Tuesday, November 1, 2011

Solyndra and Sustainability

There has been much noise in the media this last while over the dramatic collapse of solar technology innovator Solyndra, after receiving a very large - and spectacularly unsuccessful - US Government guaranteed loan financing.

Much energy seems to be getting spent looking for people to blame, and reasons to blame them.  This unproductive finger-pointing is keeping us from the more difficult, but important, work of understanding the fundamental design flaw in the government guarantee program as a tool for using taxpayer dollars to shape market choices.

It would have been better if the DOE spent those same dollars by taking up the role of customer in a project financing, buying power at prices sufficient to make the project viable, economically, and re-selling that power to the local load serving utility or other commercial customer at prices that come closer to a competitively determined market clearing price.   The Government would absorb the negative spread, in order to subsidize initial efforts to commercialize this new and needed technology solution.

This is effectively the Defense Department model, and it works quite well there.  The Government contracts with private enterprise to purchase the output of new and needed technology innovations, paying pretty much whatever it takes.  Stabilized by a reliable customer willing to buy volume at a price that works, the Enterprise can focus on building its knowledge base, its network of commercially important connections and its routines for delivering new and needed products to the market.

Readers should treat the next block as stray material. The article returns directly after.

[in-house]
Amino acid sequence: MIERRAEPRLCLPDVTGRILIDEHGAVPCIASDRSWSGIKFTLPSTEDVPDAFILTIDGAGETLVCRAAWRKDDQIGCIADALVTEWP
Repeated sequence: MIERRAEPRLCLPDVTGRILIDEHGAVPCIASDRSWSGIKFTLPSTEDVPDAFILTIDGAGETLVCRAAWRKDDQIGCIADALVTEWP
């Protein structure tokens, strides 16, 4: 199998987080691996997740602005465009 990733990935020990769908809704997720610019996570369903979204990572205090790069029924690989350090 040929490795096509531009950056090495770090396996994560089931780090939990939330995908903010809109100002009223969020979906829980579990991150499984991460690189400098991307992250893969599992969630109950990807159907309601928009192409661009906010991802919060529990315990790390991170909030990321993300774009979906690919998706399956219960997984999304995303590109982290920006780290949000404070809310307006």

Some don't make it.  If the Military proves to be the only customer willing to pay the price, the Enterprise must either build its prosperity solely on making Military sales, or it must find something else useful to do.

Some do.  Stabilized by Military contracts, they perfect their ability to deliver products to the private sector on commercial terms.  Witness: the mircowave oven.

Another solution that works: targeted tax credits.

Tax credits are anathema in some circles.  I don't get it.  A properly constructed tax credit program is a proven, effective, "minimally invasive" technique for using taxpayer dollars to adjust market dynamics to align them more closely with the public good.

An effective tax credit program does have to be designed properly, but we have a proven design in the Low Income Housing Tax Credit.  This is a true federal-state, big-small, public-private partnership program that has effectively and efficiently delivered decent housing to decent Americans who just need a little extra help getting by. It has done this for more than 30 years.

There are Energy Tax Credit programs, but for some reason, the design of the Energy Credits does not build on the successes of the LIHTC design.

Why is that?

1 comment:

  1. I think in the case of Solyndra there are more pieces to the puzzle. The Chinese heavily subsidize their solar industry. That is why they can produce panels much more cheaply than we can here. That makes our American products uncompetitive, as with many American products.
    As to the tax credits, I am on the fence with that one. I have seen too many companies using that to cut their taxes either by threatening to move out of a town, or offering to move into a town if the town coughs up. In the case of Evergreen Solar, they got $58 million in state aid and then shut manufacturing and moving it to China. Now the state is trying to recoup some of that money.
    Now we really do need to get out of fossil fuels, but how do we get companies to come here and stay here and build our future? How do we compete with countries like China that pay $70 a month to workers? Do we demand that our workforce become peasants?
    There are a lot of things to sort out.